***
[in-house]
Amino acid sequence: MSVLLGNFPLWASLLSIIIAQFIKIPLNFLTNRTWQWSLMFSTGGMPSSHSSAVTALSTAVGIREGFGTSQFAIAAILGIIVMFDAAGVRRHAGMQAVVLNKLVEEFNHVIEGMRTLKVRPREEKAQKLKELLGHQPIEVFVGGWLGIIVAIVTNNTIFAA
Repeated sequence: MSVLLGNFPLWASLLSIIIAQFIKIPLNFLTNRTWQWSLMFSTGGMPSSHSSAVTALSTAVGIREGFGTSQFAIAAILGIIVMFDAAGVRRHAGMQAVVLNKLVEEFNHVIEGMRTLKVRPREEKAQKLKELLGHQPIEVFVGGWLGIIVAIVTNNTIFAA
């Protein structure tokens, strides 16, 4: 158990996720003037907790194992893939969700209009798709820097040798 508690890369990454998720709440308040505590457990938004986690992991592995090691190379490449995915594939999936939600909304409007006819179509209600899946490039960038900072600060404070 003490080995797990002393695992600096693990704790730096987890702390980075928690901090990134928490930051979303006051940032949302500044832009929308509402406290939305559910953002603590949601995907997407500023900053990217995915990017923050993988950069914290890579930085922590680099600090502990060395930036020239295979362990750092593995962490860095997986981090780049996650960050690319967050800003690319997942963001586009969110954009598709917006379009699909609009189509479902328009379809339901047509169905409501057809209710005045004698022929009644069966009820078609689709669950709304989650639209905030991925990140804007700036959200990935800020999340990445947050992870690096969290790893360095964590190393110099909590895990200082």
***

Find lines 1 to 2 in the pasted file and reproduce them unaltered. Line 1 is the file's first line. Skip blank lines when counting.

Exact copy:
[in-house]
Amino acid sequence: MSVLLGNFPLWASLLSIIIAQFIKIPLNFLTNRTWQWSLMFSTGGMPSSHSSAVTALSTAVGIREGFGTSQFAIAAILGIIVMFDAAGVRRHAGMQAVVLNKLVEEFNHVIEGMRTLKVRPREEKAQKLKELLGHQPIEVFVGGWLGIIVAIVTNNTIFAA